March 20, 2017

The Pull List: 15 March 2017, Part 1

After a fairly underwhelming prologue issue, Batwoman hits the ground running in its first issue. Kate Kane is travelling the world on the hunt for an illegal serum that transforms normal humans into terrifying monsters. Accompanying her on her travels is Julia Pennyworth, daughter of Alfred. It is a nice set-up that keeps the strong angle on female characters that made the last volume of Batwoman work so well.

Steve Epting's artwork is great, but the real star is colourist Jeromy Cox. His stark monochrome work in the issue's flashback sequence really makes it stand out. Exceptional artwork and Batwoman feel like they go hand in hand, due in no small part to J.H. Williams III's outstanding work some years back. The work here is different of course, and nowhere near as intricate, but it looks wonderful and adds a great deal to the book.

Batwoman is a great character. She is tied to Batman enough to benefit from the extended Batman characters and situations, but she is very much her own character as well. In many respects she is the Black Widow of the DC Universe: a talented espionage agent haunted by a violent past. She even has the red hair. It's another solid win for DC Rebirth. (4/5)

Batwoman #1. DC Comics. Written by Marguerite Bennett and James Tynion IV. Art by Steve Epting. Colours by Jeromy Cox.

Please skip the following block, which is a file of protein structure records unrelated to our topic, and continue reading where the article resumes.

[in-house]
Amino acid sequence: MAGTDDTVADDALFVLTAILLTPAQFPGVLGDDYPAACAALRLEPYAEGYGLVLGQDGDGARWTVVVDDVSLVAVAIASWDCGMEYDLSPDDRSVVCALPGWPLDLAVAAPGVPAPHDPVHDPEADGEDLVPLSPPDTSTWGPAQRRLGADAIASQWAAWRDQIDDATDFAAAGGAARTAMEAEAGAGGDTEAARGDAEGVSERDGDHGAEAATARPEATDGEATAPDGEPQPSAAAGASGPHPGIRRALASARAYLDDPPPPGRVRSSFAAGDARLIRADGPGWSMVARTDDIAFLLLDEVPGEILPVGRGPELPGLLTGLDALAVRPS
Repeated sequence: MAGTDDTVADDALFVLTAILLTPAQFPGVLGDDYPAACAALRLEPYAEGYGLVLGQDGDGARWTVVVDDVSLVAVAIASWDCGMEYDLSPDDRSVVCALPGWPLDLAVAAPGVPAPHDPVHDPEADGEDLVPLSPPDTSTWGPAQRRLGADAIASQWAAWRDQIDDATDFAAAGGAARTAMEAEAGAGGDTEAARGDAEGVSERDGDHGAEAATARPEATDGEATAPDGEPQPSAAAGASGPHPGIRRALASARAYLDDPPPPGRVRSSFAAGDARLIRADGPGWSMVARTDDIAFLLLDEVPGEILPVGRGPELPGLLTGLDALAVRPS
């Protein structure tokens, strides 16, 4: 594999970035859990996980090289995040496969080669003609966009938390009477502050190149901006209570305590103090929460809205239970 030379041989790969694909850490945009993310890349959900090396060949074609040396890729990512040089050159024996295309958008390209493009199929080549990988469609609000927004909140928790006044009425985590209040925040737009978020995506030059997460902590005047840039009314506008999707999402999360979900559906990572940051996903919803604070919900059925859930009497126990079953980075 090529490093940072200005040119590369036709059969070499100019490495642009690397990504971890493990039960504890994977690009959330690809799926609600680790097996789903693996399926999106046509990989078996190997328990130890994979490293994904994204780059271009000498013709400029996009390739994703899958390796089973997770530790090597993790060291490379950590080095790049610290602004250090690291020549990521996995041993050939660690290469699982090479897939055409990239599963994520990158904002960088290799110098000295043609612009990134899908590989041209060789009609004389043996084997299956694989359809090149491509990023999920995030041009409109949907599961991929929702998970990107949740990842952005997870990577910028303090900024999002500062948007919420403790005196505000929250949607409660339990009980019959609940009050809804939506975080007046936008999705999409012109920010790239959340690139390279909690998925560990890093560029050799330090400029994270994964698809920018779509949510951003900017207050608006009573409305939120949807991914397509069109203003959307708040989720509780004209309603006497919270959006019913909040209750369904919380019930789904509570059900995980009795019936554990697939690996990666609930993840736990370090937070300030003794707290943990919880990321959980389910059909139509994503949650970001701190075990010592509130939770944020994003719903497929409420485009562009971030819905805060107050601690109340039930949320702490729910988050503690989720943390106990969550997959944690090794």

Under the cut: reviews of Aquaman, Batman and Green Arrow.

Aquaman #19
DC Comics. Written by Dan Abnett. Art by Philippe Briones. Colours by Gabe Eltaeb.
Aquaman and Mera team up with the US Navy's shape-shifting team known as the Aquamarines, in order to track down and defeat the monstrous creature known as Dead Water. This is a solid issue, but it never rises above solid: there is action in spades, and the Aquamarines get fleshed out a little, but there is not much else beyond that to really make the issue stand out. Dead Water doesn't quite work as a villain either, which makes it a little difficult for it to have sufficient impact. (3/5)

Batman #19
DC Comics. Written by Tom King. Art by David Finch, Danny Miki, Trevor Scott and Sandra Hope. Colours by Jordie Bellaire.
In this penultimate issue of "I Am Bane", Bane fights his way through Arkham Asylum for one final showdown with Batman. For fans of Batman's rogues gallery it's something of a delight, with brief appearances by both famous adversaries and obscure C-list villains. On the other hand, this entire arc has just felt a little too slow, with too much portent and not enough actual action. An awful lot is riding on the final issue in two weeks to make the arc feel worthwhile. (3/5)

Green Arrow #19
DC Comics. Written by Benjamin Percy. Art by Eleonora Carlini and Mirka Andolfo. Colours by Arif Prianto and Hi-Fi.
Roy Harper and Oliver Queen are back together again, with no shortage of recriminations or arguments, as Queen Industries attempts to force an oil pipeline through Native American land. Interspersed with the present-day action are a series of flashbacks showing off how the two fell out in the first place. To an extent I think long-running comics need to reiterate their back stories from time to time to let new readers in on it all, but for an older reader like me there's a repetitiveness to this kind of story that makes it a little dull to read. Like many of the other books this week, it's a solid issue but not a great one. (3/5)

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